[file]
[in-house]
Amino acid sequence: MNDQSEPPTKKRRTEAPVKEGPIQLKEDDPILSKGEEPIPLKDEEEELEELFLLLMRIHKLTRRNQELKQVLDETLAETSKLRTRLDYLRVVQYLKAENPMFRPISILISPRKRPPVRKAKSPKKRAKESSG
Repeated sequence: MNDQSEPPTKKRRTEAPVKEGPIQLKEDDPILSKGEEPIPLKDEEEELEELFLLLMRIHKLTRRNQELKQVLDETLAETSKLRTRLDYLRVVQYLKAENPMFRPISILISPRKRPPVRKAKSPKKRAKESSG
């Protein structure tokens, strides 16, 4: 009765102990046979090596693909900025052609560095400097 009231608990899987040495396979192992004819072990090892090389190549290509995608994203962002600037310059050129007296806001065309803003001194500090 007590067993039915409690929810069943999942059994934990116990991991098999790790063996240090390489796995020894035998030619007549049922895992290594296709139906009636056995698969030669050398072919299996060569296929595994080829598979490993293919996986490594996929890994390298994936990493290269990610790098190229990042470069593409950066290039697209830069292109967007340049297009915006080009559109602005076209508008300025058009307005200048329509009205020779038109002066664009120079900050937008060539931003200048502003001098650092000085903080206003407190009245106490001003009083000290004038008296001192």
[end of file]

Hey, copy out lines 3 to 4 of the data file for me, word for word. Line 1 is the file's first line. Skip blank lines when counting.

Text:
Repeated sequence: MNDQSEPPTKKRRTEAPVKEGPIQLKEDDPILSKGEEPIPLKDEEEELEELFLLLMRIHKLTRRNQELKQVLDETLAETSKLRTRLDYLRVVQYLKAENPMFRPISILISPRKRPPVRKAKSPKKRAKESSG
């Protein structure tokens, strides 16, 4: 009765102990046979090596693909900025052609560095400097 009231608990899987040495396979192992004819072990090892090389190549290509995608994203962002600037310059050129007296806001065309803003001194500090 007590067993039915409690929810069943999942059994934990116990991991098999790790063996240090390489796995020894035998030619007549049922895992290594296709139906009636056995698969030669050398072919299996060569296929595994080829598979490993293919996986490594996929890994390298994936990493290269990610790098190229990042470069593409950066290039697209830069292109967007340049297009915006080009559109602005076209508008300025058009307005200048329509009205020779038109002066664009120079900050937008060539931003200048502003001098650092000085903080206003407190009245106490001003009083000290004038008296001192």